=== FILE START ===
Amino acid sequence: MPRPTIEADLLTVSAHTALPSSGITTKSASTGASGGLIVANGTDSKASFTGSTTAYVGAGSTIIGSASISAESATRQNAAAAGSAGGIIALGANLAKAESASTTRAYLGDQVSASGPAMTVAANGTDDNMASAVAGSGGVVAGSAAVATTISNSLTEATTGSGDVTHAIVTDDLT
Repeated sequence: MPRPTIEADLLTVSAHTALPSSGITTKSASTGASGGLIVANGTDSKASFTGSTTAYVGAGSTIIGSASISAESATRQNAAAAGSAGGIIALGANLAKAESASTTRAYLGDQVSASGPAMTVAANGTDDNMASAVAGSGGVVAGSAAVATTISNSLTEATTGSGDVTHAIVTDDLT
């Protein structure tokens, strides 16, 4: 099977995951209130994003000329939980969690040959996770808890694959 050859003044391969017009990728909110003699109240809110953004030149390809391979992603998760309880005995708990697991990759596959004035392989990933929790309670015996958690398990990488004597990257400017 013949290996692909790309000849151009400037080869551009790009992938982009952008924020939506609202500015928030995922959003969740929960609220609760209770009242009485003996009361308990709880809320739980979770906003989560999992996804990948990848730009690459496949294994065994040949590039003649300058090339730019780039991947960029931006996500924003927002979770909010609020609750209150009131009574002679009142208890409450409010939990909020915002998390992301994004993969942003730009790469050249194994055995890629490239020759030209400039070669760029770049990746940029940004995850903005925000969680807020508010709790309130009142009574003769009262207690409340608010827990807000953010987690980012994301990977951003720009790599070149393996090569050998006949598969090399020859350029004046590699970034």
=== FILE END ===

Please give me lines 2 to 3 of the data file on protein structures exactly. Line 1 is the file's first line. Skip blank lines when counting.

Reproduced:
Repeated sequence: MPRPTIEADLLTVSAHTALPSSGITTKSASTGASGGLIVANGTDSKASFTGSTTAYVGAGSTIIGSASISAESATRQNAAAAGSAGGIIALGANLAKAESASTTRAYLGDQVSASGPAMTVAANGTDDNMASAVAGSGGVVAGSAAVATTISNSLTEATTGSGDVTHAIVTDDLT
């Protein structure tokens, strides 16, 4: 099977995951209130994003000329939980969690040959996770808890694959 050859003044391969017009990728909110003699109240809110953004030149390809391979992603998760309880005995708990697991990759596959004035392989990933929790309670015996958690398990990488004597990257400017 013949290996692909790309000849151009400037080869551009790009992938982009952008924020939506609202500015928030995922959003969740929960609220609760209770009242009485003996009361308990709880809320739980979770906003989560999992996804990948990848730009690459496949294994065994040949590039003649300058090339730019780039991947960029931006996500924003927002979770909010609020609750209150009131009574002679009142208890409450409010939990909020915002998390992301994004993969942003730009790469050249194994055995890629490239020759030209400039070669760029770049990746940029940004995850903005925000969680807020508010709790309130009142009574003769009262207690409340608010827990807000953010987690980012994301990977951003720009790599070149393996090569050998006949598969090399020859350029004046590699970034």